He and Bhikkhuni Daerim received a citation from the head of Jogye Order of Korean Buddhism and the Tenth Daewon Award in 2012 for completing the translation of the four Nikāyas.
Translator Nancy Acord
Nancy Acord [a.k.a. Sohn, Dong Ran] was born in Seoul, Korea in 1957 and moved to the United States in 1976. After completing her bachelor’s degree in business administration at California State University in Los Angeles, she worked as a Certified Public Accountant for international accounting firms and as a Chief Financial Officer and Chief Executive Officer at a US national healthcare organization. Since retiring from her business career in 2004, she has devoted herself to Buddhist studies. In 2014, she founded the Nibbana Buddhist Education Foundation in the United States.
Editor Mary Garcia Grant
Mary Garcia Grant started her writing career as a typesetter, proofreader, copy editor and journalist for the Emporia Gazette, the American newspaper brought to prominence by the Pulitzer Prize-winning writer William Allen White in Emporia, Kansas. Later she worked at NASA's Goddard Institute for Space Science in New York City as an editing assistant to scientists who researched global climate change. Her primary study was in violin performance at Rice University in Houston and the City University of New York at Queens College. She has been a violinist with the Kansas City Symphony for 27 years but still enjoys writing and editing.
Buddhism as the Science of Enlightenment
Authored by Hwang, Kyung Hwan
Professor Hwang, Kyung Hwan has donated 72 copies of the book, ‘Buddhism as the Science of Enlightenment’ [this book is only available in Korean]. If you would like to have a copy sent to you, please email your request to firstname.lastname@example.org. NBEF is providing complimentary copies while supplies last.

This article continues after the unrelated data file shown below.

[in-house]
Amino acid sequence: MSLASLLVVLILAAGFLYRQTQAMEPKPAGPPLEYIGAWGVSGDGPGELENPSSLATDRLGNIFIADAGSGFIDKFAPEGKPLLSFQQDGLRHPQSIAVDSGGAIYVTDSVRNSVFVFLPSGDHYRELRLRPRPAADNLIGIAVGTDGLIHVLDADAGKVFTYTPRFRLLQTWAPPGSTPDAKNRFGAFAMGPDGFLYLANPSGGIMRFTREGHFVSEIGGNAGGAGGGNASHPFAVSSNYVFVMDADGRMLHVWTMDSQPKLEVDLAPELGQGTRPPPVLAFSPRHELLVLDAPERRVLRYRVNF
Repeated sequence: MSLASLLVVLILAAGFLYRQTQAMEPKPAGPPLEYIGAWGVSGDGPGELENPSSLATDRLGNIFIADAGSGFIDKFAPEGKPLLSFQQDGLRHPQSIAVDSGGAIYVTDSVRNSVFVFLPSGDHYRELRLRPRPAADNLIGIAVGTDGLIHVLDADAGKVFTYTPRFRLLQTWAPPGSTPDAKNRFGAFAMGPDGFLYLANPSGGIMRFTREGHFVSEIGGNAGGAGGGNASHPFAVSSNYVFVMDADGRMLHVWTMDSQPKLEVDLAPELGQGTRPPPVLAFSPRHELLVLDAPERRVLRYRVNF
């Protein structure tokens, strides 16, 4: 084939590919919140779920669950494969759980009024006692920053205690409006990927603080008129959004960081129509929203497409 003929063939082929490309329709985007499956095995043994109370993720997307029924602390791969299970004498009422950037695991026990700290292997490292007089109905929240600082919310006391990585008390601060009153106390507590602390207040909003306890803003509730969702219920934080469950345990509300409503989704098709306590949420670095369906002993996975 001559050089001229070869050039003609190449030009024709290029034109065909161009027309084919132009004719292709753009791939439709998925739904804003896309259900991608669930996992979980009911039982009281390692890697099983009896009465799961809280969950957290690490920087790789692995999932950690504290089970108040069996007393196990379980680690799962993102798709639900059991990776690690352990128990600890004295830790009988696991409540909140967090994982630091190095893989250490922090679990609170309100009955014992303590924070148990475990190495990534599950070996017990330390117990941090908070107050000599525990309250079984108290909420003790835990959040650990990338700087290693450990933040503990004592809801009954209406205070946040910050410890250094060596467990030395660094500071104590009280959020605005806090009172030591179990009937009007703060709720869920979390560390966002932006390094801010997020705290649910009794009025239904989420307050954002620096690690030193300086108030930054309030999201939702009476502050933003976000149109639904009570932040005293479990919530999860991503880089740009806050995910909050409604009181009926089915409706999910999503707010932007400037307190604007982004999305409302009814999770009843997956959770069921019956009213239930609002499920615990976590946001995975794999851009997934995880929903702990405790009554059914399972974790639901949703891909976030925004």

Hwang, Kyung Hwan was born in the port of Onsan, the city of Ulsan, South Korea. He graduated from the Dongguk University graduate school with a degree in Ethics Education. For the last three decades [since 1977] he has been active in the Korean Institute for Buddhist Studies as a director and a research fellow. Currently, he is a senior research fellow at the Center for Early Buddhist Studies. Since 1980 he has been an active member of the People to People International. He was a president of the Korea Center for People to People International in 1996 and 1997.
- 13th President of the Korea Center for People to People International
- Director and Research Fellow of the Korean Institute for Buddhist Studies
- CEO of the Ulsan Buddhist Broadcasting System
- Senior Research Fellow of the Center for Early Buddhist Studies
- President of the Right Buddhist Practice Forum
- Professor of the Dongguk University Continuing Education Center (Gyeong-ju campus)
- CEO of the Jinyang Tanker CO., LTD
- CEO of the Gyeong-ju ICS
- Heart Sutra with Explanatory Notes |Authored by Kim, Sa Cheol and Hwang, Kyung Hwan
- Research Paper - A Study on the Ethical Nature of Silla Buddhism |Authored by Hwang, Kyung Hwan
Coming up next